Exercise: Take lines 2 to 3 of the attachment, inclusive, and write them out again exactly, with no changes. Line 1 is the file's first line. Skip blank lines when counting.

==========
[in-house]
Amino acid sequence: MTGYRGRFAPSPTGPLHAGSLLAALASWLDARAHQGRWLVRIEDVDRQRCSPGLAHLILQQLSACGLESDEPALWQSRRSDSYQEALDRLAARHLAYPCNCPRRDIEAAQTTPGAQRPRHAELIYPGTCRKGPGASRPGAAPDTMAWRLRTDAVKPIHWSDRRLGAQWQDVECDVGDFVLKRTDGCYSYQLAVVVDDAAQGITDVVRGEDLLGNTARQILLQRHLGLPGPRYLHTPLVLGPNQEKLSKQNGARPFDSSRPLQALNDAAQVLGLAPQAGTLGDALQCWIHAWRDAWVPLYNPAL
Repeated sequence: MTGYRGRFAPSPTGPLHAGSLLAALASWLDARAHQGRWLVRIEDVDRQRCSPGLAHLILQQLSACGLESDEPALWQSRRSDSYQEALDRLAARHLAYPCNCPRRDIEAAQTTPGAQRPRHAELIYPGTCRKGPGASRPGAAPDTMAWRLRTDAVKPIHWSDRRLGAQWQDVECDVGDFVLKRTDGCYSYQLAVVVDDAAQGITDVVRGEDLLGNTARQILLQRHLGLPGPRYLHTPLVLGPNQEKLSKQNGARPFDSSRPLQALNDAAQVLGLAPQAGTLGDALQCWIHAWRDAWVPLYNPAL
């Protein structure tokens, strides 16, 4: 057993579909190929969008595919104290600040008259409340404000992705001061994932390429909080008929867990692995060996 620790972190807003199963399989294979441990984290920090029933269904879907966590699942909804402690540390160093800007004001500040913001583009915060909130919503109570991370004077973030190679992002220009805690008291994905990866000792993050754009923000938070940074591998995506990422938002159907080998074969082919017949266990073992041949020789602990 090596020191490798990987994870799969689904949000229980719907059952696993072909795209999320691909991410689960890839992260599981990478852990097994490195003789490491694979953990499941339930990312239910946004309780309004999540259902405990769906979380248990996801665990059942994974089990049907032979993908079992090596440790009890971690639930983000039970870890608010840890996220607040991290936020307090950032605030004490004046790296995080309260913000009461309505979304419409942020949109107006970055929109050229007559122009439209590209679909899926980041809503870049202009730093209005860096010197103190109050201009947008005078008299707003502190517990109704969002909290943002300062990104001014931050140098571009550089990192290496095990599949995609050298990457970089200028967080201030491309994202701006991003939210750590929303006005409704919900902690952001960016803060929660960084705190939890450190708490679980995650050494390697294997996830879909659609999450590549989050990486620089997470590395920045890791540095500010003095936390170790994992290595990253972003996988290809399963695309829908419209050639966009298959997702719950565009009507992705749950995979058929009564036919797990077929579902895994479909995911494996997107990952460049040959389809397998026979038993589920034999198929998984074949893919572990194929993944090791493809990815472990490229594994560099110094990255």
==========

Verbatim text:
Amino acid sequence: MTGYRGRFAPSPTGPLHAGSLLAALASWLDARAHQGRWLVRIEDVDRQRCSPGLAHLILQQLSACGLESDEPALWQSRRSDSYQEALDRLAARHLAYPCNCPRRDIEAAQTTPGAQRPRHAELIYPGTCRKGPGASRPGAAPDTMAWRLRTDAVKPIHWSDRRLGAQWQDVECDVGDFVLKRTDGCYSYQLAVVVDDAAQGITDVVRGEDLLGNTARQILLQRHLGLPGPRYLHTPLVLGPNQEKLSKQNGARPFDSSRPLQALNDAAQVLGLAPQAGTLGDALQCWIHAWRDAWVPLYNPAL
Repeated sequence: MTGYRGRFAPSPTGPLHAGSLLAALASWLDARAHQGRWLVRIEDVDRQRCSPGLAHLILQQLSACGLESDEPALWQSRRSDSYQEALDRLAARHLAYPCNCPRRDIEAAQTTPGAQRPRHAELIYPGTCRKGPGASRPGAAPDTMAWRLRTDAVKPIHWSDRRLGAQWQDVECDVGDFVLKRTDGCYSYQLAVVVDDAAQGITDVVRGEDLLGNTARQILLQRHLGLPGPRYLHTPLVLGPNQEKLSKQNGARPFDSSRPLQALNDAAQVLGLAPQAGTLGDALQCWIHAWRDAWVPLYNPAL